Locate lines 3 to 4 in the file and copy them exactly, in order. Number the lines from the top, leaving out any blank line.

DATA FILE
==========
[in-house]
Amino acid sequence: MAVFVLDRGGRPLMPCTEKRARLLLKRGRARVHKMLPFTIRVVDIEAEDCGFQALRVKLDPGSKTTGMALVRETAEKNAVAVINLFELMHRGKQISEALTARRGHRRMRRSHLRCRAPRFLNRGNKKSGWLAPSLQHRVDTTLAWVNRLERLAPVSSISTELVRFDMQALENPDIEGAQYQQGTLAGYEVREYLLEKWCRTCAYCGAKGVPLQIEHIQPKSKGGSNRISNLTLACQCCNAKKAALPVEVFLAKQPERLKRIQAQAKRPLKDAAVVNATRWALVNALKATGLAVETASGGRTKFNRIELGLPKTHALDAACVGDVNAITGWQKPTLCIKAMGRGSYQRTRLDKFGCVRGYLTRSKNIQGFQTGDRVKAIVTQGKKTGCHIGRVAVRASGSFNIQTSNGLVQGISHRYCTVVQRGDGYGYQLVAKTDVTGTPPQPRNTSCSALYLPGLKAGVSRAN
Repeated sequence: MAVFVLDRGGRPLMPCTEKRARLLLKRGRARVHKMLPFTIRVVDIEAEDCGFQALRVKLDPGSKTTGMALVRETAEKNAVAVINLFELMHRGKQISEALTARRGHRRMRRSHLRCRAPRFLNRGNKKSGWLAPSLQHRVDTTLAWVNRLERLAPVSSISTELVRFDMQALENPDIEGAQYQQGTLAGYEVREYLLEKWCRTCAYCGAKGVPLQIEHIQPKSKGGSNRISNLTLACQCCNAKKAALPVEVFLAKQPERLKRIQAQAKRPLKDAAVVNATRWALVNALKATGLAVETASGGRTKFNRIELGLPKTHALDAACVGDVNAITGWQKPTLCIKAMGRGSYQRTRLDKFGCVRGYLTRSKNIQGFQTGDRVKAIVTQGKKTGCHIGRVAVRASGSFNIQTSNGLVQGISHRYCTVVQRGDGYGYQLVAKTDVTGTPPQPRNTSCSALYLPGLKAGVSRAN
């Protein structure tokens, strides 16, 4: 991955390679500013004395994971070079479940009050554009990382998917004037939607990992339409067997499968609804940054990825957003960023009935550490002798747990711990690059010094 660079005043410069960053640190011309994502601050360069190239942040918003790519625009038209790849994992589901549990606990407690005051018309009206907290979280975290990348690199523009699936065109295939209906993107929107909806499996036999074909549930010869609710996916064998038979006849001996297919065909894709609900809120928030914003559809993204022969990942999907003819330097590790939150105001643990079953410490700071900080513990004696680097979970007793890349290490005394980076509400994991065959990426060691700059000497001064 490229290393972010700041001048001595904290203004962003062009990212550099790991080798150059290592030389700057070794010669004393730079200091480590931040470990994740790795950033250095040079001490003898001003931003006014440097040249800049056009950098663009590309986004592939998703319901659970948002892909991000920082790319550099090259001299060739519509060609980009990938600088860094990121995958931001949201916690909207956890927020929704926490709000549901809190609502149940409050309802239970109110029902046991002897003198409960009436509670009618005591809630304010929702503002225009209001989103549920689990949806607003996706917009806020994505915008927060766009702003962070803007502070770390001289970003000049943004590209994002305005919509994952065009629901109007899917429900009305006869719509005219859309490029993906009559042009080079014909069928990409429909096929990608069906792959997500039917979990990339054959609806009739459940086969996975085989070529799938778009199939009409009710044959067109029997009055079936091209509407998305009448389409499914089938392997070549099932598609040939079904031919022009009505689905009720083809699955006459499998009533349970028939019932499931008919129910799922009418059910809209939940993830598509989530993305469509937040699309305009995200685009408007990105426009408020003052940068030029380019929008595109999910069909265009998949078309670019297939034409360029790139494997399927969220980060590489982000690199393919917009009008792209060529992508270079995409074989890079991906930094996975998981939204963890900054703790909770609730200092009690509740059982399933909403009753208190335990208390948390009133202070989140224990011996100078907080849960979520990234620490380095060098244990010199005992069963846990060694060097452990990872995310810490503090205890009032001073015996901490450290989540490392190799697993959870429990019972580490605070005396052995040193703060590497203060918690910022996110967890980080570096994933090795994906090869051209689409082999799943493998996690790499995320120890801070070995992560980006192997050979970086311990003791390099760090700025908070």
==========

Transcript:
Repeated sequence: MAVFVLDRGGRPLMPCTEKRARLLLKRGRARVHKMLPFTIRVVDIEAEDCGFQALRVKLDPGSKTTGMALVRETAEKNAVAVINLFELMHRGKQISEALTARRGHRRMRRSHLRCRAPRFLNRGNKKSGWLAPSLQHRVDTTLAWVNRLERLAPVSSISTELVRFDMQALENPDIEGAQYQQGTLAGYEVREYLLEKWCRTCAYCGAKGVPLQIEHIQPKSKGGSNRISNLTLACQCCNAKKAALPVEVFLAKQPERLKRIQAQAKRPLKDAAVVNATRWALVNALKATGLAVETASGGRTKFNRIELGLPKTHALDAACVGDVNAITGWQKPTLCIKAMGRGSYQRTRLDKFGCVRGYLTRSKNIQGFQTGDRVKAIVTQGKKTGCHIGRVAVRASGSFNIQTSNGLVQGISHRYCTVVQRGDGYGYQLVAKTDVTGTPPQPRNTSCSALYLPGLKAGVSRAN
């Protein structure tokens, strides 16, 4: 991955390679500013004395994971070079479940009050554009990382998917004037939607990992339409067997499968609804940054990825957003960023009935550490002798747990711990690059010094 660079005043410069960053640190011309994502601050360069190239942040918003790519625009038209790849994992589901549990606990407690005051018309009206907290979280975290990348690199523009699936065109295939209906993107929107909806499996036999074909549930010869609710996916064998038979006849001996297919065909894709609900809120928030914003559809993204022969990942999907003819330097590790939150105001643990079953410490700071900080513990004696680097979970007793890349290490005394980076509400994991065959990426060691700059000497001064 490229290393972010700041001048001595904290203004962003062009990212550099790991080798150059290592030389700057070794010669004393730079200091480590931040470990994740790795950033250095040079001490003898001003931003006014440097040249800049056009950098663009590309986004592939998703319901659970948002892909991000920082790319550099090259001299060739519509060609980009990938600088860094990121995958931001949201916690909207956890927020929704926490709000549901809190609502149940409050309802239970109110029902046991002897003198409960009436509670009618005591809630304010929702503002225009209001989103549920689990949806607003996706917009806020994505915008927060766009702003962070803007502070770390001289970003000049943004590209994002305005919509994952065009629901109007899917429900009305006869719509005219859309490029993906009559042009080079014909069928990409429909096929990608069906792959997500039917979990990339054959609806009739459940086969996975085989070529799938778009199939009409009710044959067109029997009055079936091209509407998305009448389409499914089938392997070549099932598609040939079904031919022009009505689905009720083809699955006459499998009533349970028939019932499931008919129910799922009418059910809209939940993830598509989530993305469509937040699309305009995200685009408007990105426009408020003052940068030029380019929008595109999910069909265009998949078309670019297939034409360029790139494997399927969220980060590489982000690199393919917009009008792209060529992508270079995409074989890079991906930094996975998981939204963890900054703790909770609730200092009690509740059982399933909403009753208190335990208390948390009133202070989140224990011996100078907080849960979520990234620490380095060098244990010199005992069963846990060694060097452990990872995310810490503090205890009032001073015996901490450290989540490392190799697993959870429990019972580490605070005396052995040193703060590497203060918690910022996110967890980080570096994933090795994906090869051209689409082999799943493998996690790499995320120890801070070995992560980006192997050979970086311990003791390099760090700025908070």